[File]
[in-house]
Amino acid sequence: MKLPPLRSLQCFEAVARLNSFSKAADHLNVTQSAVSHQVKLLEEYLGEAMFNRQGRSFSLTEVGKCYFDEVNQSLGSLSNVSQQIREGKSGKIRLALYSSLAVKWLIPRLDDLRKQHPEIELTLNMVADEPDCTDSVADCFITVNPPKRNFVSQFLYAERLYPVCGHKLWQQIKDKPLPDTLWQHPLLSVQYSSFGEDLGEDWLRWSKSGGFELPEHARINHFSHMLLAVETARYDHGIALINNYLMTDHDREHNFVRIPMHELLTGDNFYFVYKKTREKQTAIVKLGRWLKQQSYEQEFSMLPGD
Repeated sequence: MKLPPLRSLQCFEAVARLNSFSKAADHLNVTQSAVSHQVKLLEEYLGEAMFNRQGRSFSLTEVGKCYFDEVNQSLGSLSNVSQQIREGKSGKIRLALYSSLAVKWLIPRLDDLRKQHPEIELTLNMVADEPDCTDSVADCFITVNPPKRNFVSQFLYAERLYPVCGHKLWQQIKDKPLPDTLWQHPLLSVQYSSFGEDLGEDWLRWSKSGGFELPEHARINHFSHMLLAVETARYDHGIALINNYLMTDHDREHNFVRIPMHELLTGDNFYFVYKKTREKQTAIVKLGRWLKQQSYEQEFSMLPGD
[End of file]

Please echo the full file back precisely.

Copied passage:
[in-house]
Amino acid sequence: MKLPPLRSLQCFEAVARLNSFSKAADHLNVTQSAVSHQVKLLEEYLGEAMFNRQGRSFSLTEVGKCYFDEVNQSLGSLSNVSQQIREGKSGKIRLALYSSLAVKWLIPRLDDLRKQHPEIELTLNMVADEPDCTDSVADCFITVNPPKRNFVSQFLYAERLYPVCGHKLWQQIKDKPLPDTLWQHPLLSVQYSSFGEDLGEDWLRWSKSGGFELPEHARINHFSHMLLAVETARYDHGIALINNYLMTDHDREHNFVRIPMHELLTGDNFYFVYKKTREKQTAIVKLGRWLKQQSYEQEFSMLPGD
Repeated sequence: MKLPPLRSLQCFEAVARLNSFSKAADHLNVTQSAVSHQVKLLEEYLGEAMFNRQGRSFSLTEVGKCYFDEVNQSLGSLSNVSQQIREGKSGKIRLALYSSLAVKWLIPRLDDLRKQHPEIELTLNMVADEPDCTDSVADCFITVNPPKRNFVSQFLYAERLYPVCGHKLWQQIKDKPLPDTLWQHPLLSVQYSSFGEDLGEDWLRWSKSGGFELPEHARINHFSHMLLAVETARYDHGIALINNYLMTDHDREHNFVRIPMHELLTGDNFYFVYKKTREKQTAIVKLGRWLKQQSYEQEFSMLPGD